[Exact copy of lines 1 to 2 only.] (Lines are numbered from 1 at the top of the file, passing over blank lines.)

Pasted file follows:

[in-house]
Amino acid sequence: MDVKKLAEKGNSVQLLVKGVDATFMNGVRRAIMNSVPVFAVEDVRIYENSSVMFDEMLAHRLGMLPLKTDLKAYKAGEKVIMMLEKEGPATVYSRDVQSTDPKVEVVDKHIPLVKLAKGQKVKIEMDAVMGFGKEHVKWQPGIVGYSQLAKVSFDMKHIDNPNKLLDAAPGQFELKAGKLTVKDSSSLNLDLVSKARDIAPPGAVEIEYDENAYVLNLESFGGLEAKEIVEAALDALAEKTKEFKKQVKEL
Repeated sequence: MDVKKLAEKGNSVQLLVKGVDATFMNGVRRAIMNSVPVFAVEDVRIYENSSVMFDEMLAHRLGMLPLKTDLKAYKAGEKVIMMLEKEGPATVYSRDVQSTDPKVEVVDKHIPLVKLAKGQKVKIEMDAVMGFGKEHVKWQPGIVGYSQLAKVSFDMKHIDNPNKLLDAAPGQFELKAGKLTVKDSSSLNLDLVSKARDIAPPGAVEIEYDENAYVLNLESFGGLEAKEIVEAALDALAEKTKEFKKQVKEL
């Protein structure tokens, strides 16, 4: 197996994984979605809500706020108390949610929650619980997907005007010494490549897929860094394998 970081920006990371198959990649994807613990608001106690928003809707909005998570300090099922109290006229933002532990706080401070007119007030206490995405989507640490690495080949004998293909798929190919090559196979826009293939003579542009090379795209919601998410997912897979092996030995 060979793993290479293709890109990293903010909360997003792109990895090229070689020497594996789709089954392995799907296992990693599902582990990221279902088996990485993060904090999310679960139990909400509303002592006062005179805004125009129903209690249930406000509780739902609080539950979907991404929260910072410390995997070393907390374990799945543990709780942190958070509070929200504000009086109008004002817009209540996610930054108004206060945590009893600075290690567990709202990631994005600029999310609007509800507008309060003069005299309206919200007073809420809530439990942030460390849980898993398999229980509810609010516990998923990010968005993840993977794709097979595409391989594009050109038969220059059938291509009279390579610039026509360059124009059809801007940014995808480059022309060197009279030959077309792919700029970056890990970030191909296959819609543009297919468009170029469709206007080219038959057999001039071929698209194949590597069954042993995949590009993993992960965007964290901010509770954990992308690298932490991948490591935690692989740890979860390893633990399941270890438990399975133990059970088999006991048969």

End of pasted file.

[in-house]
Amino acid sequence: MDVKKLAEKGNSVQLLVKGVDATFMNGVRRAIMNSVPVFAVEDVRIYENSSVMFDEMLAHRLGMLPLKTDLKAYKAGEKVIMMLEKEGPATVYSRDVQSTDPKVEVVDKHIPLVKLAKGQKVKIEMDAVMGFGKEHVKWQPGIVGYSQLAKVSFDMKHIDNPNKLLDAAPGQFELKAGKLTVKDSSSLNLDLVSKARDIAPPGAVEIEYDENAYVLNLESFGGLEAKEIVEAALDALAEKTKEFKKQVKEL